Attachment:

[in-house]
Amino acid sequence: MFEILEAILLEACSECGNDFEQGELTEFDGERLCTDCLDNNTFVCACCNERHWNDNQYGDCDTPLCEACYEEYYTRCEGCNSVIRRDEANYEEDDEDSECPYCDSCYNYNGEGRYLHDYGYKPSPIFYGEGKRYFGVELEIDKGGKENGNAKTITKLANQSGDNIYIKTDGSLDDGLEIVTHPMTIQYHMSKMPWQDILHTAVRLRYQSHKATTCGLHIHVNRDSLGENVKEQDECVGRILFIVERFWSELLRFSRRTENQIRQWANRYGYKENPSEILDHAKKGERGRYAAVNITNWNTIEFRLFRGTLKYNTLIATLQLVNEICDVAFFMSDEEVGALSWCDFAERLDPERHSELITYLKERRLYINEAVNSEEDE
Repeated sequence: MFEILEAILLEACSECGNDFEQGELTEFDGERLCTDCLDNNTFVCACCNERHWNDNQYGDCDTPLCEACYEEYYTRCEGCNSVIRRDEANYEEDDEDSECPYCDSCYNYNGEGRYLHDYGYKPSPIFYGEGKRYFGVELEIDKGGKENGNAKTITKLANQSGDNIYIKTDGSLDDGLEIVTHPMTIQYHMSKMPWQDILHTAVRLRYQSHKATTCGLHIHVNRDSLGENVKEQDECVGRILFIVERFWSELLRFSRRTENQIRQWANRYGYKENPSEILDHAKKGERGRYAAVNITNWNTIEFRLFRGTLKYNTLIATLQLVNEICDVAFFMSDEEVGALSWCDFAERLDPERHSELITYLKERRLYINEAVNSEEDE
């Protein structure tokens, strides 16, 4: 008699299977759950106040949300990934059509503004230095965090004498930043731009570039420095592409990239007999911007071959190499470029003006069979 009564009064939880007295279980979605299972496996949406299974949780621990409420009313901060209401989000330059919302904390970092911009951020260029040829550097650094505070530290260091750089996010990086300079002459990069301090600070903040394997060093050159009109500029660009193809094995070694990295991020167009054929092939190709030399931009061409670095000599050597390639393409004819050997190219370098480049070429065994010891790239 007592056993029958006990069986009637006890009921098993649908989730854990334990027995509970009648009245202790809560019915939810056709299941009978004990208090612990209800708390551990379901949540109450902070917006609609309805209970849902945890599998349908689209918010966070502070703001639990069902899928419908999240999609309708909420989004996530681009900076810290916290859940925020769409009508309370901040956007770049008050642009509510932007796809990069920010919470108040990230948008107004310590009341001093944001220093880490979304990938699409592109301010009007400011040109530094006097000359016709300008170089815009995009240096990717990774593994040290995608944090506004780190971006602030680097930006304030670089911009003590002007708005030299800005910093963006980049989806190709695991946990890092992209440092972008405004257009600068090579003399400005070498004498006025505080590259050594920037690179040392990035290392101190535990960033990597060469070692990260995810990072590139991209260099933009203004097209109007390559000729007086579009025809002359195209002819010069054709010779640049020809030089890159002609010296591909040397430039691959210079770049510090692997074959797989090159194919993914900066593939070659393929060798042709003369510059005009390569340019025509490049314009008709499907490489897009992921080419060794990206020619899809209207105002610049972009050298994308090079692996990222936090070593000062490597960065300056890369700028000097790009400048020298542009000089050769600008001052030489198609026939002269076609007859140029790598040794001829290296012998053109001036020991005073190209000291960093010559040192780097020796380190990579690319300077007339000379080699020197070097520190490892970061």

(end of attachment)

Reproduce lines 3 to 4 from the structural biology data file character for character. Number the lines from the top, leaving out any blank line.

Repeated sequence: MFEILEAILLEACSECGNDFEQGELTEFDGERLCTDCLDNNTFVCACCNERHWNDNQYGDCDTPLCEACYEEYYTRCEGCNSVIRRDEANYEEDDEDSECPYCDSCYNYNGEGRYLHDYGYKPSPIFYGEGKRYFGVELEIDKGGKENGNAKTITKLANQSGDNIYIKTDGSLDDGLEIVTHPMTIQYHMSKMPWQDILHTAVRLRYQSHKATTCGLHIHVNRDSLGENVKEQDECVGRILFIVERFWSELLRFSRRTENQIRQWANRYGYKENPSEILDHAKKGERGRYAAVNITNWNTIEFRLFRGTLKYNTLIATLQLVNEICDVAFFMSDEEVGALSWCDFAERLDPERHSELITYLKERRLYINEAVNSEEDE
């Protein structure tokens, strides 16, 4: 008699299977759950106040949300990934059509503004230095965090004498930043731009570039420095592409990239007999911007071959190499470029003006069979 009564009064939880007295279980979605299972496996949406299974949780621990409420009313901060209401989000330059919302904390970092911009951020260029040829550097650094505070530290260091750089996010990086300079002459990069301090600070903040394997060093050159009109500029660009193809094995070694990295991020167009054929092939190709030399931009061409670095000599050597390639393409004819050997190219370098480049070429065994010891790239 007592056993029958006990069986009637006890009921098993649908989730854990334990027995509970009648009245202790809560019915939810056709299941009978004990208090612990209800708390551990379901949540109450902070917006609609309805209970849902945890599998349908689209918010966070502070703001639990069902899928419908999240999609309708909420989004996530681009900076810290916290859940925020769409009508309370901040956007770049008050642009509510932007796809990069920010919470108040990230948008107004310590009341001093944001220093880490979304990938699409592109301010009007400011040109530094006097000359016709300008170089815009995009240096990717990774593994040290995608944090506004780190971006602030680097930006304030670089911009003590002007708005030299800005910093963006980049989806190709695991946990890092992209440092972008405004257009600068090579003399400005070498004498006025505080590259050594920037690179040392990035290392101190535990960033990597060469070692990260995810990072590139991209260099933009203004097209109007390559000729007086579009025809002359195209002819010069054709010779640049020809030089890159002609010296591909040397430039691959210079770049510090692997074959797989090159194919993914900066593939070659393929060798042709003369510059005009390569340019025509490049314009008709499907490489897009992921080419060794990206020619899809209207105002610049972009050298994308090079692996990222936090070593000062490597960065300056890369700028000097790009400048020298542009000089050769600008001052030489198609026939002269076609007859140029790598040794001829290296012998053109001036020991005073190209000291960093010559040192780097020796380190990579690319300077007339000379080699020197070097520190490892970061």